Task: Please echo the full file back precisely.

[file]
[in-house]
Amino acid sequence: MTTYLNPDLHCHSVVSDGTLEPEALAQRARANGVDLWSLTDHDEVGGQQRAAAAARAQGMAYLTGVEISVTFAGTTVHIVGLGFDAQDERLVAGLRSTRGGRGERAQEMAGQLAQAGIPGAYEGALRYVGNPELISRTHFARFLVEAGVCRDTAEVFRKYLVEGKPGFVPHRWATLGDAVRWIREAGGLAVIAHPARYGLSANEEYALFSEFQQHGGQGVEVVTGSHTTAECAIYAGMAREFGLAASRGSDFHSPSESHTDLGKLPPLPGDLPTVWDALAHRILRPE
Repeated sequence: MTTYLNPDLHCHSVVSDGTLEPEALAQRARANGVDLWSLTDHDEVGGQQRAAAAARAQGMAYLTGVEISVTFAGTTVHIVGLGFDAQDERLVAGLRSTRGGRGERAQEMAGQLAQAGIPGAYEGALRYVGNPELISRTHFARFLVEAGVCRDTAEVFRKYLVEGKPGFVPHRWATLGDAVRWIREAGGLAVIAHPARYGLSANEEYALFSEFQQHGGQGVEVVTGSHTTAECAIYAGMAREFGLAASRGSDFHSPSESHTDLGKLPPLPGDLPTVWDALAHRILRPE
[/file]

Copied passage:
[in-house]
Amino acid sequence: MTTYLNPDLHCHSVVSDGTLEPEALAQRARANGVDLWSLTDHDEVGGQQRAAAAARAQGMAYLTGVEISVTFAGTTVHIVGLGFDAQDERLVAGLRSTRGGRGERAQEMAGQLAQAGIPGAYEGALRYVGNPELISRTHFARFLVEAGVCRDTAEVFRKYLVEGKPGFVPHRWATLGDAVRWIREAGGLAVIAHPARYGLSANEEYALFSEFQQHGGQGVEVVTGSHTTAECAIYAGMAREFGLAASRGSDFHSPSESHTDLGKLPPLPGDLPTVWDALAHRILRPE
Repeated sequence: MTTYLNPDLHCHSVVSDGTLEPEALAQRARANGVDLWSLTDHDEVGGQQRAAAAARAQGMAYLTGVEISVTFAGTTVHIVGLGFDAQDERLVAGLRSTRGGRGERAQEMAGQLAQAGIPGAYEGALRYVGNPELISRTHFARFLVEAGVCRDTAEVFRKYLVEGKPGFVPHRWATLGDAVRWIREAGGLAVIAHPARYGLSANEEYALFSEFQQHGGQGVEVVTGSHTTAECAIYAGMAREFGLAASRGSDFHSPSESHTDLGKLPPLPGDLPTVWDALAHRILRPE